(8%)
51SSI: 4%
(0.5-13%)
18%
(8-28%)
HematocritOutpatient surgery AND hematocrit check ≤ 14 days and hematocrit drop > 6 units from preoperative baseline ≤ 1 year before the index event451
(3%)
NANA100%

Slide 11

Results: Loss to Follow-up Trigger

Results: Loss to Follow-up Trigger

  • Sample:
    • N=995 cases with positive FOBT tests in CY05 from one institution
Trigger Rule# trigger-positive 2 months post FOBTCriteriaNumber meeting criteria at 6 monthsPPV
(95% CI)
Positive FOBT
AND (serum Fe<60 mcg/dL OR vplasma/serum ferritin<40 ng/mL OR
MCV<80 fL OR HCT<36%)
AND age greater than 21 AND no colonoscopy at two months after FOBT
AND no (diagnosis code for upper GI ulcer OR
CPT code for GI surgery) ≤1 month prior
85Number with no colonoscopy5666%
(5-76%)
Number with no colonoscopy AND with no clinical reason why not2934%
(24-45%)
Number with no colonoscopy AND with no clinical reason AND no documented refusal2226%
(17-37%)

Slide 12

Results: Focus Group/Interviews

Results: Focus Group/Interviews

Triggers ranked from highest to lowest likelihood of adoption.

Image: A bar graph detailing triggers ranked from highest to lowest likelihood of adoption, based on participants’ initial impressions of the trigger tools.

Slide 13

Results: Focus Group/Interviews

Results: Focus Group/Interviews

Triggers ranked from highest to lowest perceived ease of implementation.

Image: A bar graph detailing triggers ranked from highest to lowest perceived ease of implementation, based on participants' initial impressions of the trigger tools.

Slide 14

Summary

Summary

  • The set of surgical triggers (excluding 'Hematocrit') required review of 454 cases and detected at least one AE in 204 ambulatory surgeries (PPV for any AE=45%).
    • Many surgeries had more than one AE detected.
  • Triggers best suited for adoption:
    • Admission: flag rate=22%; PPV for detection of any AE=41%; popular in focus groups.
    • PE/DVT: flag rate=1%; PPV for detection of any AE=65%; very popular in focus groups.
    • FOBT: flag rate=8%; PPV for detection of any cases without colonoscopy after 6 months=66%; very popular in focus groups.

Slide 15

Implications

Implications

  • Triggers may have potential to screen for outpatient AEs using a focused sample of cases.
  • Triggers could complement existing screening programs used to detect AEs.
  • Potential for real-time AE detection, particularly with electronic medical records.

Slide 16

Dissemination to Date

Dissemination to Date

  • Rosen AK & Nebeker JR, Use of Trigger Tools to Identify Risks and Hazards to Patient Safety, Sept. 2010. Speakers, AHRQ 2010 Annual Conference, Bethesda, MD.
  • Long BL, Pickard S, Mull HJ, Hoffman JM, Rosen AK & Nebeker JN, Reliability of AHRQ Harm Scale Used with Explicit Criteria in Retrospective ADE Classification, Sept. 2010. Poster, AHRQ 2010 Annual Conference, Bethesda, MD.
  • Shimada S, Mull HJ, Kaafarani H, Rosen AK, Nebeker JR, Nordberg B, Pickard S & Singh H. Development and Assessment of a Trigger Tool to Detect Patients with Positive Fecal Occult Blood Test (FOBT) Results Who Are Lost to Follow-Up. Accepted poster, AMIA 2010 National Symposium, Nov 2010, Washington, DC.
  • Kaafarani H, Rosen AK, Nebeker JR, Shimada SL, Mull HJ, Rivard PE, Savitz L, Helwig A, Shin MH & Itani KMF. Development of Trigger Tools for Surveillance of Adverse Events in Ambulatory Surgery, 2010. Quality and Safety in Health Care. [E-pub ahead of print] http://www.ncbi.nlm.nih.gov/pubmed/20513790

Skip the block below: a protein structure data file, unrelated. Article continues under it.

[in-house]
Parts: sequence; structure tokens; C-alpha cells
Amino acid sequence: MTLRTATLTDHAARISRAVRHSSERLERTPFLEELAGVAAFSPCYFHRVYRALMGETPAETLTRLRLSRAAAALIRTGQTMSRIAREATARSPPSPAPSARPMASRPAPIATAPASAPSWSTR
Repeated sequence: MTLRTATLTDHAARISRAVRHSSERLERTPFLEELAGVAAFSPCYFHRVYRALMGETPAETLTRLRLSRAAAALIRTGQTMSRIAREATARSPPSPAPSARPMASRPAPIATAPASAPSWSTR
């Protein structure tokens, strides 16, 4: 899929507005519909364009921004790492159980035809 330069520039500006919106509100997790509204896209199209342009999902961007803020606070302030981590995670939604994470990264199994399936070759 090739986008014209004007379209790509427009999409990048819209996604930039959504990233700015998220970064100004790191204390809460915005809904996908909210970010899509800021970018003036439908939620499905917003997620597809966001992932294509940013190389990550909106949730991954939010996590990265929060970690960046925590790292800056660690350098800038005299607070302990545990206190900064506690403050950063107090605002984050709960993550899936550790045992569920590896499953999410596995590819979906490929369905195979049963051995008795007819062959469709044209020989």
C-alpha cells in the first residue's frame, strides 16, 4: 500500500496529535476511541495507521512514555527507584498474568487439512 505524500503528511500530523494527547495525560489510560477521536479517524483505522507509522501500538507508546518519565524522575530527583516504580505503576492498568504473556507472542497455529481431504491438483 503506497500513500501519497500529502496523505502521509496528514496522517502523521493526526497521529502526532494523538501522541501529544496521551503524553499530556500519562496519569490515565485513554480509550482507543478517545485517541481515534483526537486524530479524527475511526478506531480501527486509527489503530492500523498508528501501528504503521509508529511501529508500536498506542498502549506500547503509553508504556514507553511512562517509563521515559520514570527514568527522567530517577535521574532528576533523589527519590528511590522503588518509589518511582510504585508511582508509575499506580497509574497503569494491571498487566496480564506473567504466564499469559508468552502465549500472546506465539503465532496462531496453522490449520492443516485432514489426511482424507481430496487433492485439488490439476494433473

• Mull H & Nebeker JR, Informatics Tools for the Development of Action-Oriented Adverse Drug Event Triggers, 2008. AMIA Annual Symposium Proceedings. Nov 6:505-9. http://www.ncbi.nlm.nih.gov/pmc/articles/PMC2655939/
  • Mull HJ, Nordberg B, Nebeker JR, Using Electronic Medical Records Data for Health Services Research, Case Study: Development and Use of Ambulatory Adverse Event Trigger Tools. Speaker, AcademyHealth Annual Research Meeting, June 2010, Boston, MA.

Slide 17

Dissemination to Date (cont'd)

Dissemination to Date (cont'd)

  • Shimada S, Rivard P, Nebeker JR, Savitz L, Shanahan C, Gaehde S & Rosen AK. Priorities & Preferences of Potential Ambulatory Trigger Tool Users. Speaker, AcademyHealth Annual Research Meeting, June 2009, Chicago, IL.
  • Kaafarani H, Rosen AK, Nebeker JR, Shimada SL, Rivard PE, Mull HJ, Long B, Shin MH, Savitz L & Itani KMF. Developing Trigger Tools for Surveillance of Adverse Events in Same-Day Surgery: A Literature-Based, End-User Inspired and Expert-Evaluated Methodology, Sept 2009. Poster, AHRQ 2009 Annual Meeting, Bethesda, MD.
  • Mull HJ, Shimada S, Nebeker JR & Rosen AK, A Review of the Trigger Literature: Adverse Events Targeted and Gaps in Detection, June 2008. Proceedings of the Trigger and TIDS Expert Meeting, Agency for Healthcare Research and Quality, Bethesda, MD. http://www.ahrq.gov/news/events/other/triggers/triggers1.html.
  • Nebeker JR, Stoddard GJ & Rosen AK, Considering Sensitivity and Positive Predictive Value in Comparing the Performance of Triggers Systems for Iatrogenic Adverse Events, Proceedings of the Trigger and TIDS Expert Meeting, Agency for Healthcare Research and Quality, June 2008. Bethesda, MD. http://www.ahrq.gov/news/events/other/triggers/triggers2.html.
  • Shimada S, Rivard PE, Mull HJ, Nebeker JR & Rosen AK, Triggers and Targeted Injury Detection Systems: Aiming for the Right Target With the Appropriate Tool, June 2008. Proceedings of the Trigger and TIDS Expert Meeting, Agency for Healthcare Research and Quality, Bethesda, MD. http://www.ahrq.gov/news/events/other/triggers/triggers3.html.
Current as of December 2010
Internet Citation: Development and Use of Ambulatory Adverse Event Trigger Tools (Text Version). December 2010. Agency for Healthcare Research and Quality, Rockville, MD. http://www.ahrq.gov/news/events/conference/2010/rosenthal/index.html